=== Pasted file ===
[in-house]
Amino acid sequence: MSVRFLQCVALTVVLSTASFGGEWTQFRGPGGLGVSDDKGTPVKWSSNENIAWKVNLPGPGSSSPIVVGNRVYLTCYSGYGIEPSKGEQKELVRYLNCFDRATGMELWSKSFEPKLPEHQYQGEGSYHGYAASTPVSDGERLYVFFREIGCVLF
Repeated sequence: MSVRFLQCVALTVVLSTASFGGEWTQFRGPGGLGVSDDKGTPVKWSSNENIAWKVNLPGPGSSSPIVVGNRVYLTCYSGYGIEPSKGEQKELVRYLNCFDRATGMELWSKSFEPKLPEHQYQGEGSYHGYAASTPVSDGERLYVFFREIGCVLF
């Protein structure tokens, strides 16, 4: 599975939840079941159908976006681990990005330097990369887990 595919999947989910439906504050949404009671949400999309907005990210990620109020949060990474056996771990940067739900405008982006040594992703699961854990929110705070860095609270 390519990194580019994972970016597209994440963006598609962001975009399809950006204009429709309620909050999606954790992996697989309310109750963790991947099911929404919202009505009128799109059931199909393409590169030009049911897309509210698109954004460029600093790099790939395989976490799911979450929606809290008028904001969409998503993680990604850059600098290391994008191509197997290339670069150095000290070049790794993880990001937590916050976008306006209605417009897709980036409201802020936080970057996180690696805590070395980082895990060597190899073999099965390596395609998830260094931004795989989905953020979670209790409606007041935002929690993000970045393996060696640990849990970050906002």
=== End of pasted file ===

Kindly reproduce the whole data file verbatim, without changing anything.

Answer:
[in-house]
Amino acid sequence: MSVRFLQCVALTVVLSTASFGGEWTQFRGPGGLGVSDDKGTPVKWSSNENIAWKVNLPGPGSSSPIVVGNRVYLTCYSGYGIEPSKGEQKELVRYLNCFDRATGMELWSKSFEPKLPEHQYQGEGSYHGYAASTPVSDGERLYVFFREIGCVLF
Repeated sequence: MSVRFLQCVALTVVLSTASFGGEWTQFRGPGGLGVSDDKGTPVKWSSNENIAWKVNLPGPGSSSPIVVGNRVYLTCYSGYGIEPSKGEQKELVRYLNCFDRATGMELWSKSFEPKLPEHQYQGEGSYHGYAASTPVSDGERLYVFFREIGCVLF
């Protein structure tokens, strides 16, 4: 599975939840079941159908976006681990990005330097990369887990 595919999947989910439906504050949404009671949400999309907005990210990620109020949060990474056996771990940067739900405008982006040594992703699961854990929110705070860095609270 390519990194580019994972970016597209994440963006598609962001975009399809950006204009429709309620909050999606954790992996697989309310109750963790991947099911929404919202009505009128799109059931199909393409590169030009049911897309509210698109954004460029600093790099790939395989976490799911979450929606809290008028904001969409998503993680990604850059600098290391994008191509197997290339670069150095000290070049790794993880990001937590916050976008306006209605417009897709980036409201802020936080970057996180690696805590070395980082895990060597190899073999099965390596395609998830260094931004795989989905953020979670209790409606007041935002929690993000970045393996060696640990849990970050906002």